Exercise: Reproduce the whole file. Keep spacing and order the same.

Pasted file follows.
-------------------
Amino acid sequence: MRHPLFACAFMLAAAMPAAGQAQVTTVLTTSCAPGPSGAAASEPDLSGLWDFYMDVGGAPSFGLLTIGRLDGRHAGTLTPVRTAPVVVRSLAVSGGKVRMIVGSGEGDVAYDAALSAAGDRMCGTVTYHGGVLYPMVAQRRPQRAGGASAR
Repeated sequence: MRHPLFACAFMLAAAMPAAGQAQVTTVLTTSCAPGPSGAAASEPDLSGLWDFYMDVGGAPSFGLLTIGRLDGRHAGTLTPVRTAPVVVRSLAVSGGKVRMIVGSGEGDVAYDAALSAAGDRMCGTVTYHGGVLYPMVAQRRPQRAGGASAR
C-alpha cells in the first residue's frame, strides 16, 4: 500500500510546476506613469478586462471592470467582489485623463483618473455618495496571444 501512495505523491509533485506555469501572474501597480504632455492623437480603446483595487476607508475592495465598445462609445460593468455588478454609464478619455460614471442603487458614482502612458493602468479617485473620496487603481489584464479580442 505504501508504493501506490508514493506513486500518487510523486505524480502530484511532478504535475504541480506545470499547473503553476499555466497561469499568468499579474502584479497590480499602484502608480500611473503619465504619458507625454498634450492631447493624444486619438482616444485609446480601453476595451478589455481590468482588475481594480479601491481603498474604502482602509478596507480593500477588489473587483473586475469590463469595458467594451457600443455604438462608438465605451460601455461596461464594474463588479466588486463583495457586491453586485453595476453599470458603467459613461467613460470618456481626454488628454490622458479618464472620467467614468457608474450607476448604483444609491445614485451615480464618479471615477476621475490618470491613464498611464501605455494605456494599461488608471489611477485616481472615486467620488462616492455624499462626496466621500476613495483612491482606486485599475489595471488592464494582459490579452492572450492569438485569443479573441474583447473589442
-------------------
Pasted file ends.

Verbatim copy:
Amino acid sequence: MRHPLFACAFMLAAAMPAAGQAQVTTVLTTSCAPGPSGAAASEPDLSGLWDFYMDVGGAPSFGLLTIGRLDGRHAGTLTPVRTAPVVVRSLAVSGGKVRMIVGSGEGDVAYDAALSAAGDRMCGTVTYHGGVLYPMVAQRRPQRAGGASAR
Repeated sequence: MRHPLFACAFMLAAAMPAAGQAQVTTVLTTSCAPGPSGAAASEPDLSGLWDFYMDVGGAPSFGLLTIGRLDGRHAGTLTPVRTAPVVVRSLAVSGGKVRMIVGSGEGDVAYDAALSAAGDRMCGTVTYHGGVLYPMVAQRRPQRAGGASAR
C-alpha cells in the first residue's frame, strides 16, 4: 500500500510546476506613469478586462471592470467582489485623463483618473455618495496571444 501512495505523491509533485506555469501572474501597480504632455492623437480603446483595487476607508475592495465598445462609445460593468455588478454609464478619455460614471442603487458614482502612458493602468479617485473620496487603481489584464479580442 505504501508504493501506490508514493506513486500518487510523486505524480502530484511532478504535475504541480506545470499547473503553476499555466497561469499568468499579474502584479497590480499602484502608480500611473503619465504619458507625454498634450492631447493624444486619438482616444485609446480601453476595451478589455481590468482588475481594480479601491481603498474604502482602509478596507480593500477588489473587483473586475469590463469595458467594451457600443455604438462608438465605451460601455461596461464594474463588479466588486463583495457586491453586485453595476453599470458603467459613461467613460470618456481626454488628454490622458479618464472620467467614468457608474450607476448604483444609491445614485451615480464618479471615477476621475490618470491613464498611464501605455494605456494599461488608471489611477485616481472615486467620488462616492455624499462626496466621500476613495483612491482606486485599475489595471488592464494582459490579452492572450492569438485569443479573441474583447473589442